Speeding to New Orleans


When rail travel’s most vibrant days still were yet to be, passengers aboard Illinois Central’s overnight service from Chicago to New Orleans savored fine dining before a contented drowsiness bid them to their cabins.  The evening got underway with a menu offering a variety of beguiling choices, including today’s entry, Shrimp Creole.  Indeed, the dish became the line’s signature culinary creation.

This meal, among dozens of others, is detailed in James Porterfield’s Dining By Rail, a wonderful celebration of mobile cuisine.  Shrimp Creole is a vibrant realization of the shellfish’s potential, made all more entrancing as the world rushes by the windows in a blur, the train gliding ever southward.

The preparation puts one in mind of the Crescent City’s enchanting warmth.  Succulent, slightly briny prawns are vital, of course, but so are tomatoes, offering a tangy enhancement of  the shrimp’s sweetness.  Louisiana’s “holy trinity” of peppers, onions and celery add unmistakable herbal notes and give the sauce a Creole pulse.  Mushrooms supply a certain richness, while a dash – or more – of cayenne pepper foretells the spicy heat ahead.

Though Shrimp Creole was served for decades aboard Illinois Central’s dining cars, its listing in a 1936 menu was a bit elaborate, appearing as, “Fresh Gulf Coast Shrimps a la Creole.”  The description was, perhaps, somewhat extravagant, but the price wasn’t.  In the Thirties it was 45 cents.  Less than half a dollar.  Seriously!

Such prices were genuine bargains, even eighty years ago.  They were “loss leaders” for the railroads, which, along with the exquisite cuisine passengers could expect, enticed travelers.  For many decades, it worked brilliantly.  Particularly when dinner provided a tantalizing taste of the delights that awaited the next day, after the world flew past.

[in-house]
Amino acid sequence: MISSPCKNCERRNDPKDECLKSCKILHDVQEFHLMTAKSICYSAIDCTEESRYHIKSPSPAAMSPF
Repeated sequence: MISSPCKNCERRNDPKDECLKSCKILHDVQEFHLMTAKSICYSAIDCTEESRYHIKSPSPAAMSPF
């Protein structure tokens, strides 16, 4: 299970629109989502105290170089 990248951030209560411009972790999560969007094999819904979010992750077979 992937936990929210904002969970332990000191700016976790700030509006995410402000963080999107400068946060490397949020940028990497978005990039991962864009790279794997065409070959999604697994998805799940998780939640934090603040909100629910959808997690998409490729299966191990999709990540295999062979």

****

Shrimp Creole

For the shrimp:

  • 2 pounds jumbo shrimp, unpeeled until just before plating
  • 4 whole allspice berries
  • 1/4 teaspoon cayenne pepper
  • 1 bay leaf
  • 1 tablespoon salt
  • 1 celery stalk, broken into four pieces
  • 1 tablespoon white vinegar

For the Creole sauce:

  • 2 tablespoons oil
  • 1 medium onion, diced (*1)
  • 1 green pepper, diced
  • 2 stalks celery, diced
  • 1 small garlic clove, finely chopped
  • 1 tablespoon flour
  • 1 cup chicken stock
  • 1 cup tomato puree
  • 1 cup tomatoes, chopped and drained
  • 1/2 cup canned mushroom pieces (*2)
  • 1 teaspoon salt
  • 1/4 teaspoon cayenne pepper (*3)
  • 1/2 bay leaf
  • 2 cups boiled rice, for service

Prepare the shrimp first.  In a 3-quart saucepan, place enough water to cover the shrimp and add the allspice, cayenne pepper, bay leaf, salt, celery and vinegar.  Set over a medium flame and bring to a boil, then add the shrimp.  Cover the pot and continue boiling for six minutes.

Remove from the flame and drain shrimp in a colander, discarding everything else in the saucepan.  Rinse the shrimp with cold water until they’re barely cool enough to handle. Peel the shrimp and keep them in a warm spot while you prepare the sauce.

Rinse out and dry the saucepan and place it back over a medium flame.  Pour in the oil.  When the oil shimmers, add the onion, green pepper and saute them for four minutes, then stir in the garlic and cook for a minute more.  Add the flour and stir well.

Introduce the chicken stock, tomato puree, tomato pieces and mushrooms.  Sprinkle with salt and add the cayenne pepper and bay leaf.  Cover, reduce flame to low, and cook for thirty minutes.  Turn off the flame and discard the bay leaf.